The well described variability that exists with the use of the calibrated vaporizer can be associated, though to a less degree with target controlled drug delivery too. [21] However, in patients with complete inter-scalene regional blockade, factors like operating time, surgical stress and variability in individual pain responses do not mandate vigilant titration of intravenous propofol by the anaesthesiologist. [21] Besides, the proven advantages of the TCI pump with respect to rapidity of induction and recovery, stable maintenance, fewer post-operative adverse effects and earlier discharge from the post-anaesthesia care unit, [21],[22] lend additional support to our results favoring the technique.


   Conclusion Top


TCI propofol appears to be superior to sevoflurane anaesthesia in inter-scalene blocked patients undergoing shoulder arthroscopy both as regards the efficacy as well as the convenience of maintaining low BP during surgery. Directly, it seems to be associated with less intra-articular bleeding and improved visualisation during the procedure. Indirectly, it reduces interventions by the anaesthesiologist and minimizes requests by the surgeon to manipulate the pump settings. The acclaimed advantages of TCI pump over the vaporizer may further support the use of TCI propofol anaesthesia for shoulder arthroscopic procedures.


   Acknowledgment Top


We sincerely thank Miss. Neeven D'Souza for statistical help, Mr. Mahabala and Mr. Joyson D'Souza for the technical assistance while carrying out the study in the operating room.

 
   References Top

1.Brown AR, Weiss R, Greenberg C, Flatow EL, Bigliani LU. Interscalene block for shoulder arthroscopy: Comparison with general anesthesia. Arthroscopy 1993;9:295-300.  Back to cited text no. 1
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2.Jensen KH, Werther K, Stryger V, Schultz K, Falkenberg B. Arthroscopic shoulder surgery with epinephrine saline irrigation. Arthroscopy 2001;17:578-81.  Back to cited text no. 2
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3.Salem MR, Baraka AS. Control of circulation, Part I, Chapter II. In: Healy TEJ, Knight PR, editors. Wylie and Churchill - Davidson's A Practice of Anaesthesia. 7 th ed. London: Arnold; 2003. p. 203-19.  Back to cited text no. 3
    
4.Souron V, Delaunay L, Bonner F. Sedation with target-controlled propofol infusion during shoulder surgery under interscalene brachial plexus block in the sitting position: Report of a series of 140 patients. Eur J Anaesthesiol 2005;22:853-7.  Back to cited text no. 4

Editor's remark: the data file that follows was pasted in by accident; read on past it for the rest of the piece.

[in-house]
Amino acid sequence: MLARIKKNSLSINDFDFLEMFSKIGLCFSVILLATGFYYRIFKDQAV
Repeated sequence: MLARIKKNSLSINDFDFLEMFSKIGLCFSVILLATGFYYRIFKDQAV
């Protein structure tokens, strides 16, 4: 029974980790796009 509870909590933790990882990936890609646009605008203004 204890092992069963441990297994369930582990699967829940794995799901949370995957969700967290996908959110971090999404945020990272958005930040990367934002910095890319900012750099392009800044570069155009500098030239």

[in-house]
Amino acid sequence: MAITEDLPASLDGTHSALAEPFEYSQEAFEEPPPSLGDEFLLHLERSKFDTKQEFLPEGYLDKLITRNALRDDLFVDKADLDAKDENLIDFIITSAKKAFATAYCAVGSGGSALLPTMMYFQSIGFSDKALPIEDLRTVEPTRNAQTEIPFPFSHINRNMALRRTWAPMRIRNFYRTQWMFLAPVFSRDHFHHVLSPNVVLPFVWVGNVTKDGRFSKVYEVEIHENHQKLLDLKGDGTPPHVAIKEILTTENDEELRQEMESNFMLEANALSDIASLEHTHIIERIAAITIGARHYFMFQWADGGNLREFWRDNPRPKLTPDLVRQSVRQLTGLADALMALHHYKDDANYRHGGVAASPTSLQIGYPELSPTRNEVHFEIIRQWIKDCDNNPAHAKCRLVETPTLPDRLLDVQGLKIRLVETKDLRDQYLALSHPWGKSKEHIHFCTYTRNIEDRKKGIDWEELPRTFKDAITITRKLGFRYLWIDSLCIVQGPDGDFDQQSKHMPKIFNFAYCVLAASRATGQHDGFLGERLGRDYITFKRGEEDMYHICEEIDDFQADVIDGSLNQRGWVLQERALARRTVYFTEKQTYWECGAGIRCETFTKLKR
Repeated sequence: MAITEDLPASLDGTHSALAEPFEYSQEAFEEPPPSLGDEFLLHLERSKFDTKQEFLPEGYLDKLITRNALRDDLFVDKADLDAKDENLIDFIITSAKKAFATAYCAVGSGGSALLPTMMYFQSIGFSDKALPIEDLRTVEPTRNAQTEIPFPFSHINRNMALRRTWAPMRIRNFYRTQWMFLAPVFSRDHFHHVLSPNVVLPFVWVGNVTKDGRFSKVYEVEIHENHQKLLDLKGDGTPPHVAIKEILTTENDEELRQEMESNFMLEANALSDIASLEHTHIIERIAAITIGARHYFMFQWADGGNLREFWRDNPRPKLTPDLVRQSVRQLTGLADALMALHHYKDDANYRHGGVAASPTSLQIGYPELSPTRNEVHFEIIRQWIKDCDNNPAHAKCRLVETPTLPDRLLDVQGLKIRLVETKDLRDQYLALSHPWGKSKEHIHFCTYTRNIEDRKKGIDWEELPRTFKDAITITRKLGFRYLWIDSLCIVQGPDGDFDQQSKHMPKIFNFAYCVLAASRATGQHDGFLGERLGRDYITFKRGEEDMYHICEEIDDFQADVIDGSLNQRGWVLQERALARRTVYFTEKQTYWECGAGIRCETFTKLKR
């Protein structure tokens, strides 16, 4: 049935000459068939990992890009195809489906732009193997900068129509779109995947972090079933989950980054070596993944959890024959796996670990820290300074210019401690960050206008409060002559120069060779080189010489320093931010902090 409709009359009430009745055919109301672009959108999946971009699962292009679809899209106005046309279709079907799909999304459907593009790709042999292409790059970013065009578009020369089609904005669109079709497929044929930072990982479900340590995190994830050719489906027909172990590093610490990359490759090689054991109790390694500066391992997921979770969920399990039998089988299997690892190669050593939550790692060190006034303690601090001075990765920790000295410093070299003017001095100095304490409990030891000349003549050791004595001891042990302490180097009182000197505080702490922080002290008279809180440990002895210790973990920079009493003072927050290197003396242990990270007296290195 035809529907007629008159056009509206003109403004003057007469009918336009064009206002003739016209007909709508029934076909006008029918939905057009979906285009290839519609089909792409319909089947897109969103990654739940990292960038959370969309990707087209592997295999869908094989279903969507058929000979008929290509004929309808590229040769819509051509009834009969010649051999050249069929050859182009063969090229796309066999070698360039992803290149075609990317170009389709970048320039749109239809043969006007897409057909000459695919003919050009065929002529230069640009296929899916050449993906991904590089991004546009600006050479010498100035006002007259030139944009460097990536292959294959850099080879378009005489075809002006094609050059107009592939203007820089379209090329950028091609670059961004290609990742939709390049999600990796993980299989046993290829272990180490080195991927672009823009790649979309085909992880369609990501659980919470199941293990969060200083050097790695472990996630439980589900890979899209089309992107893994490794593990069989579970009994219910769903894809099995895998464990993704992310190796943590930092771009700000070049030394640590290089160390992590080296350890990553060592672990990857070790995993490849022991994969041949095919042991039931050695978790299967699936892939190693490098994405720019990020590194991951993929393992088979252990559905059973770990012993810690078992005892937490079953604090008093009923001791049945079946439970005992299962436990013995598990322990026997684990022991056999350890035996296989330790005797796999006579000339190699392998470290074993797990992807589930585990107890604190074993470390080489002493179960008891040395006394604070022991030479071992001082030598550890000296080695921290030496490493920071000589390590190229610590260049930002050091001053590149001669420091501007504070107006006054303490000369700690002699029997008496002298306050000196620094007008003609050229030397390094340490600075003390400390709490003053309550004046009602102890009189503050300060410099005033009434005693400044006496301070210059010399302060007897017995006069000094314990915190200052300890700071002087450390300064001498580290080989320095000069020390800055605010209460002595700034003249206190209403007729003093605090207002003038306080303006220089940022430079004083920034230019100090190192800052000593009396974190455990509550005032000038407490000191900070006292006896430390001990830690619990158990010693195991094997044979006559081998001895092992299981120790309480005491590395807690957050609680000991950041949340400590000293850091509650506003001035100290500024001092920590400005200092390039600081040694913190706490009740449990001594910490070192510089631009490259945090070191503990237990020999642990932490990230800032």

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5.Watson KR, Shah MV. Clinical comparison of single agent anaesthesia with sevoflurane versus target controlled infusion of propofol. Br J Anaesth 2000;85:541-6.  Back to cited text no. 5
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6.Duralde XA. Bleeding problems during shoulder arthroscopy, Chapter 1, In Duralde XA, editor. Complications in orthopaedics; shoulder arthroscopy. First Indian Pharmaceutical Edition, (AAOS monograph) 2009; p. 1-7.  Back to cited text no. 6
    
7.Casati A, Fanelli G, Casaletti E, Colnaghi E, Cerati V, Torri G. Clinical assessment of target controlled infusion of propofol during monitored anaesthesia care. Can J Anaesth 1999;46:235-9.  Back to cited text no. 7
    
8.Passot S, Servin S, Allary R, Pascal J, Prades JM, Auboyer C, et al. Target-controlled versus manually controlled infusion of propofol for direct laryngoscopy and bronchoscopy. Anesth Analg 2002;94:1212-6.  Back to cited text no. 8
    
9.Glass PS, Shafer SL, Reves JG. Intravenous Drug Delivery systems, Chapter 28. In: Miller RD, editor. Miller's Anaesthesia. 7 th ed. Philadelphia: Churchill Livingstone; 2010. p. 825-58.  Back to cited text no. 9
    
10.Davidson JA, Macleod AD, Howie JC, White M, Kenny GN. Effective concentration 50 for propofol with and without 67% nitrous oxide. Acta Anaestesiol Scand 1993;37:458-64.  Back to cited text no. 10